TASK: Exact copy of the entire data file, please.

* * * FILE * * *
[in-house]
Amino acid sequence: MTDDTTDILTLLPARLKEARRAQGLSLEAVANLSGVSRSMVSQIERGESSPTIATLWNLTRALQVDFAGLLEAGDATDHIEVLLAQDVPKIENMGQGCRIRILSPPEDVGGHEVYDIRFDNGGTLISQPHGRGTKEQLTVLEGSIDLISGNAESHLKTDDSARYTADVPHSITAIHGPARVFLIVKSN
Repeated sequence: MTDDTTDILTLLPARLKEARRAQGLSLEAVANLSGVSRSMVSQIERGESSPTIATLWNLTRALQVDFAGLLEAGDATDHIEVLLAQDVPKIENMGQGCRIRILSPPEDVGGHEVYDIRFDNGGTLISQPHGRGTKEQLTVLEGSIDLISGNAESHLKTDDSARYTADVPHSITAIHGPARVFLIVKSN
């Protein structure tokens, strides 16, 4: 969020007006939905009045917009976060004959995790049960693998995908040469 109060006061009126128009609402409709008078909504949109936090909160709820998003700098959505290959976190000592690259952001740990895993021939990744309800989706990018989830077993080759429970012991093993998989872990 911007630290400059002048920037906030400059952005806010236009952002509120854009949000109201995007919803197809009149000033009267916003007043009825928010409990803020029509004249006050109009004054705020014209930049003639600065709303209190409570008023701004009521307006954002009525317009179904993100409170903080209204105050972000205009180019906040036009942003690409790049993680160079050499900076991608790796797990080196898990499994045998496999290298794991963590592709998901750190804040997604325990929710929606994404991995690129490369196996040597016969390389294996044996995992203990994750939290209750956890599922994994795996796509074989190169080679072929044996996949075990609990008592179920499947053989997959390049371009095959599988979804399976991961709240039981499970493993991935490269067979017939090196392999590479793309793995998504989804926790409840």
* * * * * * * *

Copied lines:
[in-house]
Amino acid sequence: MTDDTTDILTLLPARLKEARRAQGLSLEAVANLSGVSRSMVSQIERGESSPTIATLWNLTRALQVDFAGLLEAGDATDHIEVLLAQDVPKIENMGQGCRIRILSPPEDVGGHEVYDIRFDNGGTLISQPHGRGTKEQLTVLEGSIDLISGNAESHLKTDDSARYTADVPHSITAIHGPARVFLIVKSN
Repeated sequence: MTDDTTDILTLLPARLKEARRAQGLSLEAVANLSGVSRSMVSQIERGESSPTIATLWNLTRALQVDFAGLLEAGDATDHIEVLLAQDVPKIENMGQGCRIRILSPPEDVGGHEVYDIRFDNGGTLISQPHGRGTKEQLTVLEGSIDLISGNAESHLKTDDSARYTADVPHSITAIHGPARVFLIVKSN
């Protein structure tokens, strides 16, 4: 969020007006939905009045917009976060004959995790049960693998995908040469 109060006061009126128009609402409709008078909504949109936090909160709820998003700098959505290959976190000592690259952001740990895993021939990744309800989706990018989830077993080759429970012991093993998989872990 911007630290400059002048920037906030400059952005806010236009952002509120854009949000109201995007919803197809009149000033009267916003007043009825928010409990803020029509004249006050109009004054705020014209930049003639600065709303209190409570008023701004009521307006954002009525317009179904993100409170903080209204105050972000205009180019906040036009942003690409790049993680160079050499900076991608790796797990080196898990499994045998496999290298794991963590592709998901750190804040997604325990929710929606994404991995690129490369196996040597016969390389294996044996995992203990994750939290209750956890599922994994795996796509074989190169080679072929044996996949075990609990008592179920499947053989997959390049371009095959599988979804399976991961709240039981499970493993991935490269067979017939090196392999590479793309793995998504989804926790409840």